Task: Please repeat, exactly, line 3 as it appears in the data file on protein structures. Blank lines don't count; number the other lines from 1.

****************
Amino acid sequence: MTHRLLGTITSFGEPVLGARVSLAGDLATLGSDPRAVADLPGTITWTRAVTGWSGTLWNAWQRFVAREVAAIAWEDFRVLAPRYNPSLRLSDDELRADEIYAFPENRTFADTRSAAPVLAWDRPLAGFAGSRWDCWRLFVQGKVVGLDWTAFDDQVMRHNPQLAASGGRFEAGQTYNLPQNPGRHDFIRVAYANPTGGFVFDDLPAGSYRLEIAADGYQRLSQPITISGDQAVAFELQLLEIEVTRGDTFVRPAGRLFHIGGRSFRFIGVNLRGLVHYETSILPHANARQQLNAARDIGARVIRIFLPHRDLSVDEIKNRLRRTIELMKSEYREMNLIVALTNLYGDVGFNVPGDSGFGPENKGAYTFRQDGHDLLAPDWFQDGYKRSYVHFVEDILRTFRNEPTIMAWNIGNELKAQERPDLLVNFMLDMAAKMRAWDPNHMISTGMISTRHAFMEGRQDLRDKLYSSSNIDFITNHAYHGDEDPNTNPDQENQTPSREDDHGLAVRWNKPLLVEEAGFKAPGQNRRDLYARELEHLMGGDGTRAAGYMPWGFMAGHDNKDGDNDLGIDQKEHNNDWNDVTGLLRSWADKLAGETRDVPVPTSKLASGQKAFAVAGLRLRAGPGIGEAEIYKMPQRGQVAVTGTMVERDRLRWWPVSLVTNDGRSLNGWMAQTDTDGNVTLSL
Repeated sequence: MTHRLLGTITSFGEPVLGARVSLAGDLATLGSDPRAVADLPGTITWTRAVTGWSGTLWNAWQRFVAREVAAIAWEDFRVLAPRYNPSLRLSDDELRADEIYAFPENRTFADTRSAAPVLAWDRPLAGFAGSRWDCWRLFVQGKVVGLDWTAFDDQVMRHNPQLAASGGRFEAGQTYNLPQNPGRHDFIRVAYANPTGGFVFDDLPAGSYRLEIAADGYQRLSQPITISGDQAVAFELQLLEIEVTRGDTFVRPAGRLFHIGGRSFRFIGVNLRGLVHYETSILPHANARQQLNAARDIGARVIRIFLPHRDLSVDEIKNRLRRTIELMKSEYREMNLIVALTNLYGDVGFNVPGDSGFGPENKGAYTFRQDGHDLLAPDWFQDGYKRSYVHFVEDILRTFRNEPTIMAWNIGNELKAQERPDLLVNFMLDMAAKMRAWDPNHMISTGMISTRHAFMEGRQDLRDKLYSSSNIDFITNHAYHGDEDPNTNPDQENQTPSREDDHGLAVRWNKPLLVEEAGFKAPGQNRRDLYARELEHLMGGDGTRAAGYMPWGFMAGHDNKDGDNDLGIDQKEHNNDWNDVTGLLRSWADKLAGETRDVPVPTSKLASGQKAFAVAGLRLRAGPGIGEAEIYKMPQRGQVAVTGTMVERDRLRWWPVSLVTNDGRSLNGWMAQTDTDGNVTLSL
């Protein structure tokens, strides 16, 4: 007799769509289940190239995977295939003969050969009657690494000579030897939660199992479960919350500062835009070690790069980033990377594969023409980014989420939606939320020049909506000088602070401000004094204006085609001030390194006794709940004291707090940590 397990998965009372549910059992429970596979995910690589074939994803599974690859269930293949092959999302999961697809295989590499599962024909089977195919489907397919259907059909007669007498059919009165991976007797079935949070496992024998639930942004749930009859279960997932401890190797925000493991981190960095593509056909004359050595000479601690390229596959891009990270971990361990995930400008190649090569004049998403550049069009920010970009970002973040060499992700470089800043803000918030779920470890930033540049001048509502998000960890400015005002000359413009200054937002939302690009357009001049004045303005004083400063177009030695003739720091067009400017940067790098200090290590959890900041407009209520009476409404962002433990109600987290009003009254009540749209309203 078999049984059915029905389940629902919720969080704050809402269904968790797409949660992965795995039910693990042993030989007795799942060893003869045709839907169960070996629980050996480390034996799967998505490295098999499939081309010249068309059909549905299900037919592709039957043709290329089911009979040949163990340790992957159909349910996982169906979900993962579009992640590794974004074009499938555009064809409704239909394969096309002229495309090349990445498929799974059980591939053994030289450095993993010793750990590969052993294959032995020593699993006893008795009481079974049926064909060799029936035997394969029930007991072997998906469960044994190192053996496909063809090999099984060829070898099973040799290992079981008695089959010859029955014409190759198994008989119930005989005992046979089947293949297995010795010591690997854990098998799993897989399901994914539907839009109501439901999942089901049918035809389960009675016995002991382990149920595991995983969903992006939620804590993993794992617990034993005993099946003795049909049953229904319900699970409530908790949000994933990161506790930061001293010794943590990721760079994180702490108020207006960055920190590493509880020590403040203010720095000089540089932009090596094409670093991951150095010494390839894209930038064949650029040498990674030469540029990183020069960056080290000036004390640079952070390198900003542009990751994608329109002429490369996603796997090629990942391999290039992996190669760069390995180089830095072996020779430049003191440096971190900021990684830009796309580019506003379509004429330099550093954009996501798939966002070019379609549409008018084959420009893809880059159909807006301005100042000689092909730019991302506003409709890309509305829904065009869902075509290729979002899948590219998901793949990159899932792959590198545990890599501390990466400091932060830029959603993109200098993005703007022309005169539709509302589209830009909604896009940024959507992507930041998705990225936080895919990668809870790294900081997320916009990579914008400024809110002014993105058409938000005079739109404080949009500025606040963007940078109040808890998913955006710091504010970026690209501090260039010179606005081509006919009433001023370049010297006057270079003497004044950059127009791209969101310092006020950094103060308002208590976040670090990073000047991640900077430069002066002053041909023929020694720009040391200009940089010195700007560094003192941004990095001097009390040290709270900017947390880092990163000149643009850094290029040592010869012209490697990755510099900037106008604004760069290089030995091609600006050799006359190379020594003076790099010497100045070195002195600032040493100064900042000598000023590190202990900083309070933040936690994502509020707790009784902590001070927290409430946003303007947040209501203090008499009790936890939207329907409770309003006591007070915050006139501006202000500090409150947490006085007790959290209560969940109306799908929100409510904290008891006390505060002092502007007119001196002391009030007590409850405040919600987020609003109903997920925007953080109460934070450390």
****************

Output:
């Protein structure tokens, strides 16, 4: 007799769509289940190239995977295939003969050969009657690494000579030897939660199992479960919350500062835009070690790069980033990377594969023409980014989420939606939320020049909506000088602070401000004094204006085609001030390194006794709940004291707090940590 397990998965009372549910059992429970596979995910690589074939994803599974690859269930293949092959999302999961697809295989590499599962024909089977195919489907397919259907059909007669007498059919009165991976007797079935949070496992024998639930942004749930009859279960997932401890190797925000493991981190960095593509056909004359050595000479601690390229596959891009990270971990361990995930400008190649090569004049998403550049069009920010970009970002973040060499992700470089800043803000918030779920470890930033540049001048509502998000960890400015005002000359413009200054937002939302690009357009001049004045303005004083400063177009030695003739720091067009400017940067790098200090290590959890900041407009209520009476409404962002433990109600987290009003009254009540749209309203 078999049984059915029905389940629902919720969080704050809402269904968790797409949660992965795995039910693990042993030989007795799942060893003869045709839907169960070996629980050996480390034996799967998505490295098999499939081309010249068309059909549905299900037919592709039957043709290329089911009979040949163990340790992957159909349910996982169906979900993962579009992640590794974004074009499938555009064809409704239909394969096309002229495309090349990445498929799974059980591939053994030289450095993993010793750990590969052993294959032995020593699993006893008795009481079974049926064909060799029936035997394969029930007991072997998906469960044994190192053996496909063809090999099984060829070898099973040799290992079981008695089959010859029955014409190759198994008989119930005989005992046979089947293949297995010795010591690997854990098998799993897989399901994914539907839009109501439901999942089901049918035809389960009675016995002991382990149920595991995983969903992006939620804590993993794992617990034993005993099946003795049909049953229904319900699970409530908790949000994933990161506790930061001293010794943590990721760079994180702490108020207006960055920190590493509880020590403040203010720095000089540089932009090596094409670093991951150095010494390839894209930038064949650029040498990674030469540029990183020069960056080290000036004390640079952070390198900003542009990751994608329109002429490369996603796997090629990942391999290039992996190669760069390995180089830095072996020779430049003191440096971190900021990684830009796309580019506003379509004429330099550093954009996501798939966002070019379609549409008018084959420009893809880059159909807006301005100042000689092909730019991302506003409709890309509305829904065009869902075509290729979002899948590219998901793949990159899932792959590198545990890599501390990466400091932060830029959603993109200098993005703007022309005169539709509302589209830009909604896009940024959507992507930041998705990225936080895919990668809870790294900081997320916009990579914008400024809110002014993105058409938000005079739109404080949009500025606040963007940078109040808890998913955006710091504010970026690209501090260039010179606005081509006919009433001023370049010297006057270079003497004044950059127009791209969101310092006020950094103060308002208590976040670090990073000047991640900077430069002066002053041909023929020694720009040391200009940089010195700007560094003192941004990095001097009390040290709270900017947390880092990163000149643009850094290029040592010869012209490697990755510099900037106008604004760069290089030995091609600006050799006359190379020594003076790099010497100045070195002195600032040493100064900042000598000023590190202990900083309070933040936690994502509020707790009784902590001070927290409430946003303007947040209501203090008499009790936890939207329907409770309003006591007070915050006139501006202000500090409150947490006085007790959290209560969940109306799908929100409510904290008891006390505060002092502007007119001196002391009030007590409850405040919600987020609003109903997920925007953080109460934070450390």